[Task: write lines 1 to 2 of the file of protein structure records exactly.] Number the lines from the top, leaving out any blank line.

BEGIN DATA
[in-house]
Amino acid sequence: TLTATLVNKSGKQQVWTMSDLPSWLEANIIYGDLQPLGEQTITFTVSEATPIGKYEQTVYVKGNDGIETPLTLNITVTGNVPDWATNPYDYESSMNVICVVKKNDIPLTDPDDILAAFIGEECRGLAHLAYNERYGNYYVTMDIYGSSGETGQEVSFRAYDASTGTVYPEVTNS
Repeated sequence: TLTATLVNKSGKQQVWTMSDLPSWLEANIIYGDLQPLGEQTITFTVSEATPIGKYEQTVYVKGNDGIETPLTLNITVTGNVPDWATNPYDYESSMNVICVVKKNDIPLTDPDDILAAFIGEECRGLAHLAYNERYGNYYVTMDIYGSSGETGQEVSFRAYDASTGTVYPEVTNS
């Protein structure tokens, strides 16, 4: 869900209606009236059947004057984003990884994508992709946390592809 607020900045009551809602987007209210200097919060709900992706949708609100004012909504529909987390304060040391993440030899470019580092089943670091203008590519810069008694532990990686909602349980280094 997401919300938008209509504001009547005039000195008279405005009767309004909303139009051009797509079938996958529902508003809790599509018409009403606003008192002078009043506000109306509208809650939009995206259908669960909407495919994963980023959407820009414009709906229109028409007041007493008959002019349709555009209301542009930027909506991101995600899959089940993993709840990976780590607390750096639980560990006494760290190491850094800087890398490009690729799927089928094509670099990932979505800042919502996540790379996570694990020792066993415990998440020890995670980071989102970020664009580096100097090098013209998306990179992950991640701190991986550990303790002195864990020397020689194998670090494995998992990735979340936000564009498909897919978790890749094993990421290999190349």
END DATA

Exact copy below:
[in-house]
Amino acid sequence: TLTATLVNKSGKQQVWTMSDLPSWLEANIIYGDLQPLGEQTITFTVSEATPIGKYEQTVYVKGNDGIETPLTLNITVTGNVPDWATNPYDYESSMNVICVVKKNDIPLTDPDDILAAFIGEECRGLAHLAYNERYGNYYVTMDIYGSSGETGQEVSFRAYDASTGTVYPEVTNS